Technology: Patient Care Apps; Increased Practice Efficiency.
Apps are everywhere, and have the potential to play an important role in patient care. Downloading apps will soon be an American tradition, similar to back in the day when fathers chased their kids around with power tools. I told my boss I was turning thirty and getting my first smartphone, he smiled and said he had socks older than me. So, I did what any new associate would do. I bought him new socks. He chased me around the office with an alger brush.
Turns out your smartphone and sock drawer have more in common than you think. When I was a youngster, not a whole lot went into the sock drawer. It wasn’t hard to reach in and grab a matching pair. The older I get though, the more socks go into the drawer and it’s much harder to find two that go together. In fact, I have a lot of lonesome socks. Studies have shown, if the missing sock does not reappear within the first 24 hours, your chances of finding that sock decrease by 75%. Sounds like my practice consultant on uncollected Co-pays. The same applies to my phone, the longer I have it the more junk it collects. I have a bunch of old apps cluttering my wallpaper in hopes one day I’ll actually use that Ab workout app I downloaded months ago.
Therefore, if you haven’t updated your smart phone or tablet devices this year, you’re likely in the floppy disk age of apps. So if you’re like me it’s time to ditch those lonely socks, stop living life in the cheap seats and get yourself some sexier apps!
1. Parks 3-step (Cost: $0.99)
Have a patient with double vision?? There’s an app for that, seriously. There can be many reasons patients have diplopia. It’s possible they need prism, vision therapy, or need to lay off the eyeball martinis. Or they may have a paretic extraocular muscle and you need to diagnose it. If you’ve forgotten everything about the parks 3 step except it involves hypers, obliques and head tilts you need the Parks 3-step app. It utilizes your device’s built-in gyroscope and accelerometer to predict the paretic EOM in two swift movements. Enjoy!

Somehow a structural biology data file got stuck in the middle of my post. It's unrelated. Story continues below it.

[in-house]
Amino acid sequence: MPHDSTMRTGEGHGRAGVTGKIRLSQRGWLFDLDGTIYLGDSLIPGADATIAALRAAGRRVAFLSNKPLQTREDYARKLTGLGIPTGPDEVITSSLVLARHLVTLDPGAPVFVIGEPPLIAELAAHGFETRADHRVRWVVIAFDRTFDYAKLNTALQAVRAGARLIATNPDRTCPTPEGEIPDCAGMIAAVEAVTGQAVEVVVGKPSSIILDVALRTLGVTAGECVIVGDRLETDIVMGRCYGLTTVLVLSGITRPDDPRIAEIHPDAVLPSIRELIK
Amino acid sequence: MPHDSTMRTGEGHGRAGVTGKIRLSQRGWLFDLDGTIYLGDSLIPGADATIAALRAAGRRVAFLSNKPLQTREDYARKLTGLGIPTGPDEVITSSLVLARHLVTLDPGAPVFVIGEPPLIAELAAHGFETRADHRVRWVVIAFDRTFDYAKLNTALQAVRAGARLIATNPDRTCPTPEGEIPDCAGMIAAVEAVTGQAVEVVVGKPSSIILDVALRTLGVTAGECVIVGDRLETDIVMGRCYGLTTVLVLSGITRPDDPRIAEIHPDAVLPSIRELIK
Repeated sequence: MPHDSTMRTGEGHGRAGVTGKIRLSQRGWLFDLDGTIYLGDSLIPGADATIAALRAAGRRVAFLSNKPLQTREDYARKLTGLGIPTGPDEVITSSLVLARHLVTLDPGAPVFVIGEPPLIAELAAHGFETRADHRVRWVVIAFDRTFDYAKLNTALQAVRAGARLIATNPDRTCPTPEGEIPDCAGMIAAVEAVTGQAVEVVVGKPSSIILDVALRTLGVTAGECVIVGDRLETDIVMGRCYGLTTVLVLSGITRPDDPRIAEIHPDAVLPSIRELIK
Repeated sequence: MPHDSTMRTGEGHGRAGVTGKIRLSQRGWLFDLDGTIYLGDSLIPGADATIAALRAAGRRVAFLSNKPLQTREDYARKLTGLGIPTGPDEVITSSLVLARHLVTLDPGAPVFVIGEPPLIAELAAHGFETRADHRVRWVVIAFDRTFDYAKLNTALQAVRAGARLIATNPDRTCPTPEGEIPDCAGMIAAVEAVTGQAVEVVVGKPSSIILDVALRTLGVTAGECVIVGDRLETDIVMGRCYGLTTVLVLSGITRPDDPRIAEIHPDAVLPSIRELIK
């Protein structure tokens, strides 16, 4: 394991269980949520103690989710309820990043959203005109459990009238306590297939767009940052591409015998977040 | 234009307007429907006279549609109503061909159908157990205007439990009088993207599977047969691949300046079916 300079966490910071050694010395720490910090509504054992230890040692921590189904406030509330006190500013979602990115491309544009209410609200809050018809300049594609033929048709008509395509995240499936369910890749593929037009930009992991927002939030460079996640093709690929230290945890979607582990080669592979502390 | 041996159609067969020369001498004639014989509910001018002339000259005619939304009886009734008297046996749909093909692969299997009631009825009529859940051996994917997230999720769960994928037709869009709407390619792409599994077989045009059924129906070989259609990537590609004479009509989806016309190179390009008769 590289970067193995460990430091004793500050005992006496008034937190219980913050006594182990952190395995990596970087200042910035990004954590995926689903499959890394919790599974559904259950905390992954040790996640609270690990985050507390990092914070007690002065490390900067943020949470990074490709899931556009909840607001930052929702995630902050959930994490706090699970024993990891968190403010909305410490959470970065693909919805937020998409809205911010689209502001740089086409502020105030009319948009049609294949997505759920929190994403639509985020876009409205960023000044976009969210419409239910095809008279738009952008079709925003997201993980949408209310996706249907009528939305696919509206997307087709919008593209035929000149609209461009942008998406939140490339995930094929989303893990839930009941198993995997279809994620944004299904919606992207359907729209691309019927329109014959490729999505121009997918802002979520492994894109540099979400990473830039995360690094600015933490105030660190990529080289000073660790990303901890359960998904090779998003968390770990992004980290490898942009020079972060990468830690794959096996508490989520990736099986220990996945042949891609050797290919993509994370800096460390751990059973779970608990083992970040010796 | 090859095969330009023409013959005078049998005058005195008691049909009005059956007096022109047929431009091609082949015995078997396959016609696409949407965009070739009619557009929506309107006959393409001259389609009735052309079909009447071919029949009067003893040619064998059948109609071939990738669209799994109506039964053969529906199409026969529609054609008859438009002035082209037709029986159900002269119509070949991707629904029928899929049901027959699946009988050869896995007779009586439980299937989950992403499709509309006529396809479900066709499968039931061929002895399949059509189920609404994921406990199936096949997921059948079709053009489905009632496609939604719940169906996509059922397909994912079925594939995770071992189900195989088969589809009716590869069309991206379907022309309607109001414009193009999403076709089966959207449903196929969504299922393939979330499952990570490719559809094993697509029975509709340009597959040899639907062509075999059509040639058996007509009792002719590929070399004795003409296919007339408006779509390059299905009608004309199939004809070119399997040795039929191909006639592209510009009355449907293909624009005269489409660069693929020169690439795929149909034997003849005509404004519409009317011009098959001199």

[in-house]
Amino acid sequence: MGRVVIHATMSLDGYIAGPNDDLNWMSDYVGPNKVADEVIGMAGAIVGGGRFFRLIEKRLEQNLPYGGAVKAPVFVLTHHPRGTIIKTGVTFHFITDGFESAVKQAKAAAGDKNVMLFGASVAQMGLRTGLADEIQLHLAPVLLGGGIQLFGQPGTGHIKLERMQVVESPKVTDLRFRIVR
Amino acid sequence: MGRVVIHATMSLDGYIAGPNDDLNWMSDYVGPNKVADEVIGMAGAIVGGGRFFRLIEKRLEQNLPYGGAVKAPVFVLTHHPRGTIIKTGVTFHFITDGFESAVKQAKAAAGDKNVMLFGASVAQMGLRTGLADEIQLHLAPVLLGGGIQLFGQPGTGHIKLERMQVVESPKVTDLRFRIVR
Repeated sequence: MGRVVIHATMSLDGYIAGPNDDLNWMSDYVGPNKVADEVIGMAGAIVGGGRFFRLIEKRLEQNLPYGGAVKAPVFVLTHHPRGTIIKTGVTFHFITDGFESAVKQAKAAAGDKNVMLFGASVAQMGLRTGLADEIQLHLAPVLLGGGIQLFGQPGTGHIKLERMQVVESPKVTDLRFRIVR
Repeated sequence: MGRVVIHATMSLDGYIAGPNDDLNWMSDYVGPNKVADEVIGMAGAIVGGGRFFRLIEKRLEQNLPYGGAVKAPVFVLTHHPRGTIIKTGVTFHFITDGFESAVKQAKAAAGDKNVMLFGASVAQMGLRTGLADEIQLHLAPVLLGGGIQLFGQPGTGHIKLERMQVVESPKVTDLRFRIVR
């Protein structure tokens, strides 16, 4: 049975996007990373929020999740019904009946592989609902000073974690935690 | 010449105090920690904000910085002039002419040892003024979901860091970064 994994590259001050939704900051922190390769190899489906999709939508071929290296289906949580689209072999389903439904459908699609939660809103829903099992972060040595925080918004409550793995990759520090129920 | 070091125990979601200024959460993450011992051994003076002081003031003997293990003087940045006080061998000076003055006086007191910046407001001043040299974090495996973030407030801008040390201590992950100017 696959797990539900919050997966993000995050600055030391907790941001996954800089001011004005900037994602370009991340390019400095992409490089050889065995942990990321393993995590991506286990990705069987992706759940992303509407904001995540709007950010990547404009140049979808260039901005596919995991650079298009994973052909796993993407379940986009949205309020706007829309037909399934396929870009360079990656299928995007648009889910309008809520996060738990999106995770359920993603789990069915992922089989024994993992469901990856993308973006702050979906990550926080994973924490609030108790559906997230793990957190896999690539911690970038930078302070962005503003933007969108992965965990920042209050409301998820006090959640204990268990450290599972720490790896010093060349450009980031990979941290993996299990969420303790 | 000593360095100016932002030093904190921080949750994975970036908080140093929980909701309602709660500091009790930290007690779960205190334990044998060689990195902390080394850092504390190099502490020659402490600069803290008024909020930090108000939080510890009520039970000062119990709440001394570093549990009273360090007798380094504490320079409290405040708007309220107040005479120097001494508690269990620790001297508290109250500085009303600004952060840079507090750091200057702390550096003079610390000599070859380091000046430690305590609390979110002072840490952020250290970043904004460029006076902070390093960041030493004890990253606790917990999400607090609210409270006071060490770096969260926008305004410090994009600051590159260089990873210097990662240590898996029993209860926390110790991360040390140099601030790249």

Pros: Simple, quick, accurate way of performing the Parks 3-step without diagrams.
Cons: Needs option to input data manually in addition to turning phone and some updated animations.
2. Medical Lab Tests (Cost: $2.99)
Medical Lab Tests was designed primarily for doctors, nurses and medical students. It can also be used by anyone who wants to know the meaning of different blood tests. This app is packed full of very detailed and easy to find information. Can you recall the normal value of TSH or the reference value for triglycerides? This application will help you! This app isn’t free but will cost roughly the equivalent of a side of guacamole at chipotle. You may need it sooner than later because signed into law last year was AB 761, which in a nutshell allows OD’s to be defined as a “lab director” in order to perform CLIA waived tests in their office, rather than having to order these tests from a lab. You can read more about AB 761 on the COA website. You probably won’t need this app for paternity or random urinalysis testing. Nonetheless, it has you covered for the most common laboratory tests and their interpretation for CBC, cardiac tests, liver and pancreas, lipids and much more.
Pros: Offers you short and concise information including normal lab values of the most common clinical laboratory tests.
Cons: Cost. I’m debating on that side of guacamole at Chipotle.
4. Eye Handbook: (Cost: FREE)